Perhaps it is also worth noting that the subjection of the national power utility to management contract does not bring with all answers to questions that one could be having. The first question is what is going to happen to the current management of the BPC? Who is going to supervise who, under which circumstances?

Last week Sebetlela was quoted by the local media to have said that the Management Contract service provider shall take over the operations of Botswana Power Corporation for a three year period to facilitate this highly anticipated transformation.

Although it is quite clear that the Irish company will be occupying the driver’s seat, atleast for the next three years, what is not clear though is the role that the current BPC executive would be playing during this tenure. It also not clear how much the BPC will be paying for this vital consultancy.

We argue the BPC board to lift that veil of secrecy by releasing the cost of this consultancy to the tax payers. We believe that both the media and the public should be able to get detailed spending information out of government, with minimal hassle, without being asked why they want it and what it’s for.

Actually the most interesting thing to find out is why is the executive management of the BPC still the same? Is this an indication that the board is happy with its delivery over the past three or years? Or maybe it’s a simple concept of covering each other’s back?

But as previously said in this space, accountability, it would seem, has now become a thing of the past in our country, if it ever existed. Whatever the case it is, the BPC board should not forget that on behalf of the shareholder, it is supposed to provide strategic direction to the corporation. This entails even showing some people the door if the need be.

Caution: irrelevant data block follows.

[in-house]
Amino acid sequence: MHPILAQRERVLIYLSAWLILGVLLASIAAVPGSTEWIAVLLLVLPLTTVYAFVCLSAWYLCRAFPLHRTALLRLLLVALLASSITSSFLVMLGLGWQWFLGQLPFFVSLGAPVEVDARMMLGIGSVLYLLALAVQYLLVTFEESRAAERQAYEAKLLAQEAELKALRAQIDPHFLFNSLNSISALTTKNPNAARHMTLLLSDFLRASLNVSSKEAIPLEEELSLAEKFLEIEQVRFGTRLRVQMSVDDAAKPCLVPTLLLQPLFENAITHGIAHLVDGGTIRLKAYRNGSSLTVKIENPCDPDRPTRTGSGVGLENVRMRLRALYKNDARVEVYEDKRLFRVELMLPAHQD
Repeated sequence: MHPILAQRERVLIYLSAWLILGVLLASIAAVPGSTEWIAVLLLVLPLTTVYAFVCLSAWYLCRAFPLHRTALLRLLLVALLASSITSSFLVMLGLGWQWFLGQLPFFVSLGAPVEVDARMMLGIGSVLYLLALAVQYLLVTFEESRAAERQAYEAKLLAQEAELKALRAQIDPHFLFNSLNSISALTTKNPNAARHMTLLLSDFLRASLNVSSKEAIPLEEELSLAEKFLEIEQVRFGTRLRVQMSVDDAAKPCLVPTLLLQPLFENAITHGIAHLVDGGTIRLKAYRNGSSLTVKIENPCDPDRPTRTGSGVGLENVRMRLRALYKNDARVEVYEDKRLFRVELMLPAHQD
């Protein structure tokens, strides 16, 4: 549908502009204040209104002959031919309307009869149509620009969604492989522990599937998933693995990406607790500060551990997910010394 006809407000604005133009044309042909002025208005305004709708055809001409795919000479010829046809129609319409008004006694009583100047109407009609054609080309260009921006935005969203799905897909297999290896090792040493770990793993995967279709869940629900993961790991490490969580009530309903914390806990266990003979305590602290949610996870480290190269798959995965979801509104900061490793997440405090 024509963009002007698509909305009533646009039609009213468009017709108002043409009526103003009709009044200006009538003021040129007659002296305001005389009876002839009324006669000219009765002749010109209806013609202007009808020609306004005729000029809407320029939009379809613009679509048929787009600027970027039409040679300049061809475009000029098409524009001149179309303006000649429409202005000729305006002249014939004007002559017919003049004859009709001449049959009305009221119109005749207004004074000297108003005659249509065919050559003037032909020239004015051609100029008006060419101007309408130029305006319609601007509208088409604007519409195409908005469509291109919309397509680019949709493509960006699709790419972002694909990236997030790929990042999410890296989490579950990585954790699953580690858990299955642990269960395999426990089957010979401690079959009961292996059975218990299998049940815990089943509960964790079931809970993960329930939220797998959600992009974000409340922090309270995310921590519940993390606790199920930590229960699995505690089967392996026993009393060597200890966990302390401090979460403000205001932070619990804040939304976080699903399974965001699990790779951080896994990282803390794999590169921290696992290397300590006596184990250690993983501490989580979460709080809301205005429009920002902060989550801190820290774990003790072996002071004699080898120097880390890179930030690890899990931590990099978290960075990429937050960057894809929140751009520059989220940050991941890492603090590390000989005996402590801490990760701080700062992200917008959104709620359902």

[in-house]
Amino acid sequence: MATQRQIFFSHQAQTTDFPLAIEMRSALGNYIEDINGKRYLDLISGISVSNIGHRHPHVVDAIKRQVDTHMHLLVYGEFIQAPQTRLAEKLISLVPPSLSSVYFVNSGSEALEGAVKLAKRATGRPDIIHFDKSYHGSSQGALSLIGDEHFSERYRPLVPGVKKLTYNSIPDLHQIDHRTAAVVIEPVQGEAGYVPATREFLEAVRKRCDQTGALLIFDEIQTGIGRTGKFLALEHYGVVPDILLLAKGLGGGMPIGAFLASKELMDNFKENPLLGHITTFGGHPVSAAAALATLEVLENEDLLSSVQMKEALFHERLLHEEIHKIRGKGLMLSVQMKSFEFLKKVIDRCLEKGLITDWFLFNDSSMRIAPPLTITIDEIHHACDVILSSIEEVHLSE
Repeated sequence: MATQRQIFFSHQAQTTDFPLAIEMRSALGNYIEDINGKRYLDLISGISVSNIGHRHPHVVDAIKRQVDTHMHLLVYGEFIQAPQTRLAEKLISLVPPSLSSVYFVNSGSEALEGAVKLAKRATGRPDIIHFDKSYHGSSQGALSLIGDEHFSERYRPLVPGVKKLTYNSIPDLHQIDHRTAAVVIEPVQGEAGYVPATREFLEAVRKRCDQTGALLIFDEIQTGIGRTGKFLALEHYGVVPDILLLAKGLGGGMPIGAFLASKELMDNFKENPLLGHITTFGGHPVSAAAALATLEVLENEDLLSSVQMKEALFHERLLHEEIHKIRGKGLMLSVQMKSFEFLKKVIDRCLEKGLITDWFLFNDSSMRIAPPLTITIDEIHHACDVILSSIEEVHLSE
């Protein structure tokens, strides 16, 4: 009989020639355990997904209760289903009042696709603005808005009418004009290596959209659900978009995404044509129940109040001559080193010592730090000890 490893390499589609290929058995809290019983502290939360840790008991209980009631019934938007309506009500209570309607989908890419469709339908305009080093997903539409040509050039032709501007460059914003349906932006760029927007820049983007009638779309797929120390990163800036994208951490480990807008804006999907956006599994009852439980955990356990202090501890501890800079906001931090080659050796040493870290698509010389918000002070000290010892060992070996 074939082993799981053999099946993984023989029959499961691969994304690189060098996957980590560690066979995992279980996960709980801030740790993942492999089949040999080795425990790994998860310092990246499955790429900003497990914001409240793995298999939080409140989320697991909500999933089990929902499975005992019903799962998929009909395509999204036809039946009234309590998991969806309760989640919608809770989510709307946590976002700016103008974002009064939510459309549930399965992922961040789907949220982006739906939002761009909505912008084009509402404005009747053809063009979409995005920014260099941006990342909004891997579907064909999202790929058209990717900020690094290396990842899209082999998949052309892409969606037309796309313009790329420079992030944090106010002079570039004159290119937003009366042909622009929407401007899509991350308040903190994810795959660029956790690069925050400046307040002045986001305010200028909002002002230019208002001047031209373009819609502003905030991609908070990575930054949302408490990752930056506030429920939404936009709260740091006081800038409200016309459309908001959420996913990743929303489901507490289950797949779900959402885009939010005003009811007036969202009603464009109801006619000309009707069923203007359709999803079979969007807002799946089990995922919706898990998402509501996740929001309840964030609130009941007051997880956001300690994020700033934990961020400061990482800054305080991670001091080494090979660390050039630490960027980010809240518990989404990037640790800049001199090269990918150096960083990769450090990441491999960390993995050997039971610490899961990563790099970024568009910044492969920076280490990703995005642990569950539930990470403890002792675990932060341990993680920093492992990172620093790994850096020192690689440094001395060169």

Why is it that in such a stark of failure we do not hear that anybody has paid with their job as a result? If Sebetlela and his board of directors have no better strategy to use perhaps they should consider a Christian approach to fire defaulters at that ailing corporation.

I recently read elsewhere that prior to 1985, the popular American hotel chain, Days Inns was initially a Christian company. Its founder, Lon Day cared immensely about his employees and even hired four full-time workplace chaplains to counsel workers who were in need.

At the same time, workplace realities occasionally dictated that problematic employees be terminated, especially for taking kickbacks or for harassing female co-workers. But as expected dismissed employees would typically plead their case with a fervent: “You can’t fire me. I thought this was a Christian company!”

Some shareholders, like Day and most importantly the board of BPC, seem to have little difficulty letting employees go, particularly those ranked highly. The sad reality though is, the prospects of terminating contracts of these employees can turn even a seasoned business professional into a nail-biting novice. So go ahead Mr Sebetlela and tell those defaulters that they cannot have ‘second chance’ hundreds time.

The Bottom-line is that the energy sector remains strategic and pivotal in unleashing our country’s economic and social potential for advancement for all the citizenry and as such the BPC should never be put on auto pilot like it has been the case for quite some time now.